We, arbitration practitioners, tend to view every judicial decision in defense of arbitration agreements as a positive for us. Every such decision can seem like another brick in what is now a robust wall protecting the institution of arbitration and ensuring its continuation as a viable means of resolving disputes. But what disputes exactly? In our field, we often use the word “arbitration” to mean “commercial arbitration” or even “international commercial arbitration.” Perhaps this seemingly innocent parochialism is blinding us to a growing backlash that—while not truly directed at commercial arbitration—threatens to hamper commercial arbitration as collateral damage.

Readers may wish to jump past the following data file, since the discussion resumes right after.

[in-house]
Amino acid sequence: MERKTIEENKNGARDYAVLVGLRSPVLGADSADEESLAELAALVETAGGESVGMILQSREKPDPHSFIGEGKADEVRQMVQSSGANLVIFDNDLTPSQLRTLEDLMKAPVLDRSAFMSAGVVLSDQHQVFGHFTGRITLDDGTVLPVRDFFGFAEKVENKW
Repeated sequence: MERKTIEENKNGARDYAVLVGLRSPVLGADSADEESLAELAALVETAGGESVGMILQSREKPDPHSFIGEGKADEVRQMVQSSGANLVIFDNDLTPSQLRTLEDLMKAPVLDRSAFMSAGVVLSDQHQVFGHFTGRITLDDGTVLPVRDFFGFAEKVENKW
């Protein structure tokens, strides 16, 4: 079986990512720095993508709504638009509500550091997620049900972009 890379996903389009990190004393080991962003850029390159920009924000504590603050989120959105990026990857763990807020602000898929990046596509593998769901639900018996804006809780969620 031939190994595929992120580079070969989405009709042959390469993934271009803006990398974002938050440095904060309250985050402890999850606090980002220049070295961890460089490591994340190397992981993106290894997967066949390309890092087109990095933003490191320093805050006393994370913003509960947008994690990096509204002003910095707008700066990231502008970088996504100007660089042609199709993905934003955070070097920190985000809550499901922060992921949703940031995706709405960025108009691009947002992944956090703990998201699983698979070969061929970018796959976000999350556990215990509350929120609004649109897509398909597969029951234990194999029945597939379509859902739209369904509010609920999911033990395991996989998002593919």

Over the past few decades, the increasing trend of corporations inserting arbitration clauses into their contracts with consumers is coming under increased public scrutiny and has had devastating effects on consumer rights. One need only do a simple search on the New York Times editorial opinion section to find countless arguments alluding to arbitration as an “epidemic” and arbitration clauses as something that consumers are “forced” into. Indeed, the arbitration system is coming under attack like never before and the legislative hostility towards the overuse of consumer arbitration is alarming.
This short essay suggests that the trends in consumer arbitration have created a target for legislative (and possibly judicial) action.